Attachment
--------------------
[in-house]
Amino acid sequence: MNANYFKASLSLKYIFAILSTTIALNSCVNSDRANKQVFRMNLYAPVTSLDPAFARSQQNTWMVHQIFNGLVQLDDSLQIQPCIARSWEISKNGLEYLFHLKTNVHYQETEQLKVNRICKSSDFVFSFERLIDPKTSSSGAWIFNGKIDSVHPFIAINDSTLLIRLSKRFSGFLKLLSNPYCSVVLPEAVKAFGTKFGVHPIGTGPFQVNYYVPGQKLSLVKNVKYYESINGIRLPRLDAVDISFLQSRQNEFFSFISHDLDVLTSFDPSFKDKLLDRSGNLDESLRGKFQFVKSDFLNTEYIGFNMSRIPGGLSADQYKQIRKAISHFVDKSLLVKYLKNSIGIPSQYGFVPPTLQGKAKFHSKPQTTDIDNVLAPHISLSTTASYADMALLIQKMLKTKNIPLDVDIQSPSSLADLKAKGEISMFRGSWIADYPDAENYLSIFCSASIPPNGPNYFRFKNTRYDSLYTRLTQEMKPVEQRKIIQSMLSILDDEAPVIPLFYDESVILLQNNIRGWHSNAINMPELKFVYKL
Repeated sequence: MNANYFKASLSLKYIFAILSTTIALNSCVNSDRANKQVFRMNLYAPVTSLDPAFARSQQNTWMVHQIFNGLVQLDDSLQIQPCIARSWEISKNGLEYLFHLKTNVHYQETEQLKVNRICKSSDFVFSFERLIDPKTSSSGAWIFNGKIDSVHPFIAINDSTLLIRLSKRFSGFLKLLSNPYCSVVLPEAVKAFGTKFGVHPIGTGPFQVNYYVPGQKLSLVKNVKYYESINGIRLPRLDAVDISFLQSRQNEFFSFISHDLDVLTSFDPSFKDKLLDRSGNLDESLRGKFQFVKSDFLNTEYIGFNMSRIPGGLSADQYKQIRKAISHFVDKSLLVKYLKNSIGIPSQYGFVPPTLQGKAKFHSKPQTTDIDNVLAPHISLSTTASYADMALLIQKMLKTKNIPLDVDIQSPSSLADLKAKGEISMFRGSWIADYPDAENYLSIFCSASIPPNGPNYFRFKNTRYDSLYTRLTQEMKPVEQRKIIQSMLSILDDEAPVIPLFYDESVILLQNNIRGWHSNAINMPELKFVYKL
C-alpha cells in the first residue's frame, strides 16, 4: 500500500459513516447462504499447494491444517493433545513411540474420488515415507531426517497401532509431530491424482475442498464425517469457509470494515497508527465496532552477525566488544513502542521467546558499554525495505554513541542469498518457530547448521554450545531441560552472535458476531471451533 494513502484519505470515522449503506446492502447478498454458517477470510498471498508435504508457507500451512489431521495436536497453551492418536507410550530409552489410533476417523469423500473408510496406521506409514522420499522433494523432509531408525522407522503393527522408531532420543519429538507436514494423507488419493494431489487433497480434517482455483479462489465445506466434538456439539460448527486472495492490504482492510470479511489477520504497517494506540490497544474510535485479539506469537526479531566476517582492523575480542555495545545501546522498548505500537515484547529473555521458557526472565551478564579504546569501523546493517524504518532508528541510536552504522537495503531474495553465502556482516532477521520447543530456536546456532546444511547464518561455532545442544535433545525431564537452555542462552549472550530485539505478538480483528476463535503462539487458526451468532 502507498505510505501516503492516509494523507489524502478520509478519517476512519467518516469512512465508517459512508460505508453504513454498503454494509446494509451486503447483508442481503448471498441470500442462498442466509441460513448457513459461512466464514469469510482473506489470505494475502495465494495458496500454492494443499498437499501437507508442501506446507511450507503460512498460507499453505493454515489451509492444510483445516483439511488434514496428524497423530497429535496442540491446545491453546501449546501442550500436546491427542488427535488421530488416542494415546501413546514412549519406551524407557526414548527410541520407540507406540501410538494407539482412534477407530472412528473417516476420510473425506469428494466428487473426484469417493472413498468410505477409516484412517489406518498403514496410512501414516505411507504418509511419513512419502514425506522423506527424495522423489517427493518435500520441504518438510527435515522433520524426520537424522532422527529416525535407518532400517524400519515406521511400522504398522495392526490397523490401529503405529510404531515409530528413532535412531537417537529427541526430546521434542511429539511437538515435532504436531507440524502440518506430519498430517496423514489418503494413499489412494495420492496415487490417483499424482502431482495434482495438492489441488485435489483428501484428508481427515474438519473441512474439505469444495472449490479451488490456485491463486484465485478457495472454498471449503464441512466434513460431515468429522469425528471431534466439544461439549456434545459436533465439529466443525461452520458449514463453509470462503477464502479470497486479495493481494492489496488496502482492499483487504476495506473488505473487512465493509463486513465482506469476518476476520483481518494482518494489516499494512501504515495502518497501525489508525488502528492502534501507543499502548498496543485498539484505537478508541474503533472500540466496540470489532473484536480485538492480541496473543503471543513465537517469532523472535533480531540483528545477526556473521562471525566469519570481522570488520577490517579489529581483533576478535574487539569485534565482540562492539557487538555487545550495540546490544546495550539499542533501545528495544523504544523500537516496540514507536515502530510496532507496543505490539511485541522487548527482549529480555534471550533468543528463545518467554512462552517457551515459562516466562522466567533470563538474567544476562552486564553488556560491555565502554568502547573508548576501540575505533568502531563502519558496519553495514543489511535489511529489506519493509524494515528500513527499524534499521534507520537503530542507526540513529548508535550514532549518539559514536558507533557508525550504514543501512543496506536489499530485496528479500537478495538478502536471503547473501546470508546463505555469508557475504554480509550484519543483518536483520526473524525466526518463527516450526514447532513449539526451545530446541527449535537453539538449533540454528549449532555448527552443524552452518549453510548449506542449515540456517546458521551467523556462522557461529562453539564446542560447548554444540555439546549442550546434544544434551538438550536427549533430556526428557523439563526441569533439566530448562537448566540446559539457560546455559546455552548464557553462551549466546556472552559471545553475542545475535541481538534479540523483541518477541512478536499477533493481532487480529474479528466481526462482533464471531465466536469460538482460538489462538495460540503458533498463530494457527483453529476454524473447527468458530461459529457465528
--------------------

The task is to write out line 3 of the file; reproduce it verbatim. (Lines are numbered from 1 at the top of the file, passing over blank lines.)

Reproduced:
Repeated sequence: MNANYFKASLSLKYIFAILSTTIALNSCVNSDRANKQVFRMNLYAPVTSLDPAFARSQQNTWMVHQIFNGLVQLDDSLQIQPCIARSWEISKNGLEYLFHLKTNVHYQETEQLKVNRICKSSDFVFSFERLIDPKTSSSGAWIFNGKIDSVHPFIAINDSTLLIRLSKRFSGFLKLLSNPYCSVVLPEAVKAFGTKFGVHPIGTGPFQVNYYVPGQKLSLVKNVKYYESINGIRLPRLDAVDISFLQSRQNEFFSFISHDLDVLTSFDPSFKDKLLDRSGNLDESLRGKFQFVKSDFLNTEYIGFNMSRIPGGLSADQYKQIRKAISHFVDKSLLVKYLKNSIGIPSQYGFVPPTLQGKAKFHSKPQTTDIDNVLAPHISLSTTASYADMALLIQKMLKTKNIPLDVDIQSPSSLADLKAKGEISMFRGSWIADYPDAENYLSIFCSASIPPNGPNYFRFKNTRYDSLYTRLTQEMKPVEQRKIIQSMLSILDDEAPVIPLFYDESVILLQNNIRGWHSNAINMPELKFVYKL